What are your three favorite architectural projects? What inspires you about them?
Projects that really inspired me are SESC Pomeia Factory in Sao Paulo from Lina Bo Bardi and Kunsthal in Rotterdam from OMA. The first was because of its re-use of a part of the city which was given back to the people. It is all about activity, meeting, and exploring. It is beautiful and sensitive in design, yet with marginal means. It was truly inspiring to wander through the complex and instantly feel part of all the activities you encounter. Kunsthal was under construction while I just started my education as an architect. I could cycle through the building and experience how it was part of the public realm, part of city routes, and how it gave a sneak preview of the ever-changing cultural world inside. It was a completely new experience and typology which challenged me to seek these dynamics between the city and the public. A building still on my list is Heatherwick’s Zeitz MOCAA in Capetown. It seems to be a cathedral-like space and a Portman-type atrium at the same time. A celebration of the old, the industrial, culture and especially an invitation for all people.
Can one building make the whole city better?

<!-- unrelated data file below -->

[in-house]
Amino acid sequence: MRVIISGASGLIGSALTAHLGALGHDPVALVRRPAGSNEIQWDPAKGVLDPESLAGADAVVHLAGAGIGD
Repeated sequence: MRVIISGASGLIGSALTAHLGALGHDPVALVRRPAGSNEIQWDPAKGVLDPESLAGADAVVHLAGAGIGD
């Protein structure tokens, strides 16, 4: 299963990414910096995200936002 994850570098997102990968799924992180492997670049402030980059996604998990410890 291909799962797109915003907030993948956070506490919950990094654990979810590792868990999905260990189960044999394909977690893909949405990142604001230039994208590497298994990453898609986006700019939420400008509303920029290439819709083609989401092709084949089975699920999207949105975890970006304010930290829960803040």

Sure, one building can have a huge impact on its direct surroundings and even the city as a whole! We have seen that the Market Hall in Rotterdam really affected the number of visitors to the city and therewith the value of the real estate. However, a city is never finished, so more is needed than 1 building only, and it needs to be in constant development. A city is where people live and those people grow and change too.
Are you ready to use the possibilities of Aestech technology in your future projects?
What must the architecture of the present give up in order to become the architecture of the future?
It cannot be redundant, wasteful, or ignorant toward our planet!
What personal advice can you give to young architects? What do they need to do to get recognized?
Have fun, be courageous, and investigate the boundaries to innovate.